PLEASURE SEEKING OR TREASURE SEEKING
"You ask and you do not receive because you ask wrongly, with a view to squandering what you received on your pleasures." — James 4:3
Human history provides ample testimony about the effects of pleasure seeking. One pleasure is never enough. People always want the next pleasure, followed by another. Companies thrive by stoking the pleasure-seeking desires of masses of consumers. Left to our own desires, we become slaves of pleasure-seeking, servants of the cravings of our own flesh (see Rm 6:12).
I challenge you to spend the next ten seconds looking at a crucifix. As you gaze on Jesus' crucified body, ask yourself these questions: "What if Jesus chose to pursue earthly pleasure as often as I do? What if He chose not to suffer and die for me?"
Then ask Jesus to break the chains of your fleshly desires. "Already you have devoted enough time" on your pleasures (1 Pt 4:3). Now devote the rest of your time on earth to seeking God's pleasure. Through the cross, be crucified to the world (Gal 6:14). When you are crucified to your own desires, you are then empty enough to receive God's desires. Then you are ready to receive God's abundant life, joy, peace, love, and the gifts of the Spirit. Repent of following your desires. Seek the lasting pleasures of God rather than the momentary pleasures of this world.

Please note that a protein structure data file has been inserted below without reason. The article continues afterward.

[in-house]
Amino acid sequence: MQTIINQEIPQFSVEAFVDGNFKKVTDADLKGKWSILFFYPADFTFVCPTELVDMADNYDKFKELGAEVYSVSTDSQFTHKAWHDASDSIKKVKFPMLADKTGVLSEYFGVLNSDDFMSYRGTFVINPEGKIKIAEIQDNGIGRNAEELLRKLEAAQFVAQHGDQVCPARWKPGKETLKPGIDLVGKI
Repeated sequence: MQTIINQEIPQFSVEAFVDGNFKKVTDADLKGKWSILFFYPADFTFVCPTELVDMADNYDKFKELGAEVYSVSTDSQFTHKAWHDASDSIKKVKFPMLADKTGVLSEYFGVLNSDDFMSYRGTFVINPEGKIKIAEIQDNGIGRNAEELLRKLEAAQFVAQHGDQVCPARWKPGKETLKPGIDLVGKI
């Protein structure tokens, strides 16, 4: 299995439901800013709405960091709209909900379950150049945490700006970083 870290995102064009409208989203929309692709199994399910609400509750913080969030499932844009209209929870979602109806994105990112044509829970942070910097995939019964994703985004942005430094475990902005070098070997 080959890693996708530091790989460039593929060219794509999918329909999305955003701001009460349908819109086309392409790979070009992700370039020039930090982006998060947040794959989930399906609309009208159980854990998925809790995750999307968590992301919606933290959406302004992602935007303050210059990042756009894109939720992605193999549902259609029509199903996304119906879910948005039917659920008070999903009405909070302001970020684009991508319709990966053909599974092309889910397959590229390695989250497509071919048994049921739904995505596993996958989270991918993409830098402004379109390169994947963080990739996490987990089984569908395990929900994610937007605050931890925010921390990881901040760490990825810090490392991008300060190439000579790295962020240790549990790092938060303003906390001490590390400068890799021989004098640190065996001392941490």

Prayer: Father, send me the Holy Spirit to fight against my flesh (Gal 5:17). Cleanse my heart (Jn 2:15) of useless desires.
Promise: "Let us condemn him to a shameful death; for according to His own words, God will take care of him." —Wis 2:20
Praise: Praise Jesus, risen Lord and Intercessor, Who is "always able to save those who approach God through Him" (Heb 7:25).
Rescript: In accord with the Code of Canon Law, I hereby grant the Imprimatur ("Permission to Publish") for One Bread, One Body covering the period from August 1, 2018 through September 30, 2018.
†Most Reverend Joseph R. Binzer, Auxiliary Bishop, Vicar General of the Archdiocese of Cincinnati, December 15, 2017.
The Imprimatur ("Permission to Publish") is a declaration that a book or pamphlet is considered to be free of doctrinal or moral error. It is not implied that those who have granted the Imprimatur agree with the contents, opinions, or statements expressed.